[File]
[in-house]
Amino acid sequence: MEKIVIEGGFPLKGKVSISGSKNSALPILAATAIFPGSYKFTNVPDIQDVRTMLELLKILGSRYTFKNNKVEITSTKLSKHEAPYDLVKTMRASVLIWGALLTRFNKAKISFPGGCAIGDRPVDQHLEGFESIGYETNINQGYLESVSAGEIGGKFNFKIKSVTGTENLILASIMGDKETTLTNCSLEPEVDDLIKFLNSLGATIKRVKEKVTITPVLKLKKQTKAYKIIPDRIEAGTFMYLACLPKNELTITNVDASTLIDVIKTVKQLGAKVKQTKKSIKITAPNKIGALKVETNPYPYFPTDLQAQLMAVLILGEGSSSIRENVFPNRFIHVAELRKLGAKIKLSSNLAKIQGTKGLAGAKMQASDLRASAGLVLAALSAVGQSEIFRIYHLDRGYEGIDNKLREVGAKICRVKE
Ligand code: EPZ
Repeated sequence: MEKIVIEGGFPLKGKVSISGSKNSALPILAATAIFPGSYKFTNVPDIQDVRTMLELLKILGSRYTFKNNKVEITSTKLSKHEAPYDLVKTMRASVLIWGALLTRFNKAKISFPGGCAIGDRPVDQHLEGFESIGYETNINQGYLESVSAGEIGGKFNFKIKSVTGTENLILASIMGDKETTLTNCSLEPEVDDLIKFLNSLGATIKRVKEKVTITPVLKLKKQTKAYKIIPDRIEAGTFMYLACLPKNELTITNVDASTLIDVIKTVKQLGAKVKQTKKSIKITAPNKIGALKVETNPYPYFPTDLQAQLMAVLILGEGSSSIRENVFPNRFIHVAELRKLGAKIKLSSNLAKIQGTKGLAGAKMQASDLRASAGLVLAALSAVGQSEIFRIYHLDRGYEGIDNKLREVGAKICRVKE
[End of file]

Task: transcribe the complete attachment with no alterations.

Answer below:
[in-house]
Amino acid sequence: MEKIVIEGGFPLKGKVSISGSKNSALPILAATAIFPGSYKFTNVPDIQDVRTMLELLKILGSRYTFKNNKVEITSTKLSKHEAPYDLVKTMRASVLIWGALLTRFNKAKISFPGGCAIGDRPVDQHLEGFESIGYETNINQGYLESVSAGEIGGKFNFKIKSVTGTENLILASIMGDKETTLTNCSLEPEVDDLIKFLNSLGATIKRVKEKVTITPVLKLKKQTKAYKIIPDRIEAGTFMYLACLPKNELTITNVDASTLIDVIKTVKQLGAKVKQTKKSIKITAPNKIGALKVETNPYPYFPTDLQAQLMAVLILGEGSSSIRENVFPNRFIHVAELRKLGAKIKLSSNLAKIQGTKGLAGAKMQASDLRASAGLVLAALSAVGQSEIFRIYHLDRGYEGIDNKLREVGAKICRVKE
Ligand code: EPZ
Repeated sequence: MEKIVIEGGFPLKGKVSISGSKNSALPILAATAIFPGSYKFTNVPDIQDVRTMLELLKILGSRYTFKNNKVEITSTKLSKHEAPYDLVKTMRASVLIWGALLTRFNKAKISFPGGCAIGDRPVDQHLEGFESIGYETNINQGYLESVSAGEIGGKFNFKIKSVTGTENLILASIMGDKETTLTNCSLEPEVDDLIKFLNSLGATIKRVKEKVTITPVLKLKKQTKAYKIIPDRIEAGTFMYLACLPKNELTITNVDASTLIDVIKTVKQLGAKVKQTKKSIKITAPNKIGALKVETNPYPYFPTDLQAQLMAVLILGEGSSSIRENVFPNRFIHVAELRKLGAKIKLSSNLAKIQGTKGLAGAKMQASDLRASAGLVLAALSAVGQSEIFRIYHLDRGYEGIDNKLREVGAKICRVKE